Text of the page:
TGI Fridays wants to give customers the chance to chug the chain’s margaritas from the comfort of their own couches.
On Thursday, Fridays announced it had partnered with the delivery startup Lash to begin delivering alcoholic beverages along with food orders placed via the chain’s mobile app. The test will begin in Houston and Dallas, Texas, in the coming months and will begin to roll out across the US in 2018.
“We’re a bar-centric business,” Caroline Masullo, Fridays’ vice president of digital strategy, told Business Insider. “Right now, no one — from within their own technology — is delivering both food and alcohol.”
To-go and delivery sales are a rare bright spot in the casual dining industry right now, with Fridays growing take-out sales by 30% since launching online ordering last summer.
Booze is also crucial to TGI Fridays’ strategy. The chain has recently emphasised its history as a bar as millennial interest in sit-down casual dining chains has withered.
However, delivering alcohol is a legally tricky proposition. TGI Fridays and Lash came up with a solution that will be tweaked on a state-by-state basis (what Masullo calls a “block-by-block” strategy) to follow local ordinances.
While food and alcohol will be delivered together when ordered on TGI Fridays’ app, the delivery person is actually making two stops: first at the liquor store, second at Fridays.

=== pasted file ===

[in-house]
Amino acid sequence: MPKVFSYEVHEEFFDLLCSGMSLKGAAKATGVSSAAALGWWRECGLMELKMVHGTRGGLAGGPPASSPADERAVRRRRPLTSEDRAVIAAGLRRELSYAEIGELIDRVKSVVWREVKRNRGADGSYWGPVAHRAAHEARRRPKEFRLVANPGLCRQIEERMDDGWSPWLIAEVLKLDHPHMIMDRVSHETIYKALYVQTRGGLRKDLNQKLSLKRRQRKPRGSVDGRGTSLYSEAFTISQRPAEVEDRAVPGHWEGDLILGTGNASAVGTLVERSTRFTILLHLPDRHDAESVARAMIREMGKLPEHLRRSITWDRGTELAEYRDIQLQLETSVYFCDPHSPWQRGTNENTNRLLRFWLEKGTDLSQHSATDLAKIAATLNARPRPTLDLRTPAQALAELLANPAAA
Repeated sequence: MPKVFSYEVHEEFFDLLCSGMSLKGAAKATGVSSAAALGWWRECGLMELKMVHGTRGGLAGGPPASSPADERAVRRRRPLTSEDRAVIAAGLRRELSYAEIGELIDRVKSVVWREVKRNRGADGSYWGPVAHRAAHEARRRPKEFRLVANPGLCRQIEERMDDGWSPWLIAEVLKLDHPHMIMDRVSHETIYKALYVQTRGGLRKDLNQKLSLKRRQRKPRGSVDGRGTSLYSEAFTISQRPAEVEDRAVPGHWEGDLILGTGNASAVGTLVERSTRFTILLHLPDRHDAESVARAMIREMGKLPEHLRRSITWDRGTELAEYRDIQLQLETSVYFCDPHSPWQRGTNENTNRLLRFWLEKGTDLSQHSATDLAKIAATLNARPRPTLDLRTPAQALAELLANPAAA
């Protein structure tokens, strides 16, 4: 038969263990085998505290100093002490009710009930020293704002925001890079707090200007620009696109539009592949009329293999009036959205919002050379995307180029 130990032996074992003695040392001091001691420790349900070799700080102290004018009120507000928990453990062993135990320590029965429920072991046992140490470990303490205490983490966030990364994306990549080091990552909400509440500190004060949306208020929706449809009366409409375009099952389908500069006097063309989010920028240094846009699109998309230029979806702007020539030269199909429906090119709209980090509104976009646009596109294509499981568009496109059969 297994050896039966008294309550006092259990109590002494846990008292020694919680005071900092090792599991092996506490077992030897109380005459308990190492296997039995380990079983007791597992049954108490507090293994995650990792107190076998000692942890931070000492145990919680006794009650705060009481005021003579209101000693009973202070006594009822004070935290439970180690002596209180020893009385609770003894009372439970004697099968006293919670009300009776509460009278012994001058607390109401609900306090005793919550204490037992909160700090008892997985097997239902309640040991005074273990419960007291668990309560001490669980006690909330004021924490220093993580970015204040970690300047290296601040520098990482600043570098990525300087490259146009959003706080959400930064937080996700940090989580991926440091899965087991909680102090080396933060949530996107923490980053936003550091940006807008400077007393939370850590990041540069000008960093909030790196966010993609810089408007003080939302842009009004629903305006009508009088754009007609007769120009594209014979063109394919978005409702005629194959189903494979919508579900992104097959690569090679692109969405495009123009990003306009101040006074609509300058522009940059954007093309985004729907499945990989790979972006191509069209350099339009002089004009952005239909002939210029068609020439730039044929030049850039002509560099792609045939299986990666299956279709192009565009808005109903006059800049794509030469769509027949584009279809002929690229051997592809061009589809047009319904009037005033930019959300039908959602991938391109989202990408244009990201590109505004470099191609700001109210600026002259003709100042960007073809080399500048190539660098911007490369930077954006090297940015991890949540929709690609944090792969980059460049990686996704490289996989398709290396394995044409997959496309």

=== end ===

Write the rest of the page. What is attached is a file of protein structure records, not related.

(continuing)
For cocktails, you can order an “everything but the booze” kit (which is sold by Fridays), plus the suggested bottle of liquor (sold by the local liquor store). Then, you mix the drink yourself at home. Fridays is also exploring the possibility of making bartenders available for hire via the app.
Here’s a video showing exactly how the process works:
TGI Fridays’ booze delivery plan is a bit complicated behind the scenes. But, the chain hopes that it can help drive incremental sales and stand out from the “sea of sameness” in the sit-down restaurant business.
Casual dining chains including Applebee’s, Buffalo Wild Wings, and Ruby Tuesdays are facing slumping sales and store closures. Factors including millennials’ indifference to casual dining classics and the rise of fast-casual chains have played a role in their downfall.
As a result, many chains have doubled down on aspects of their business that they hope will differentiate them from the competition. Applebee’s wants to win back Baby Boomers, while Chilli’s has revamped its menu to refocus on burgers and ribs.
Now, TGI Fridays is betting on delivery and booze — together and apart — to win over customers.
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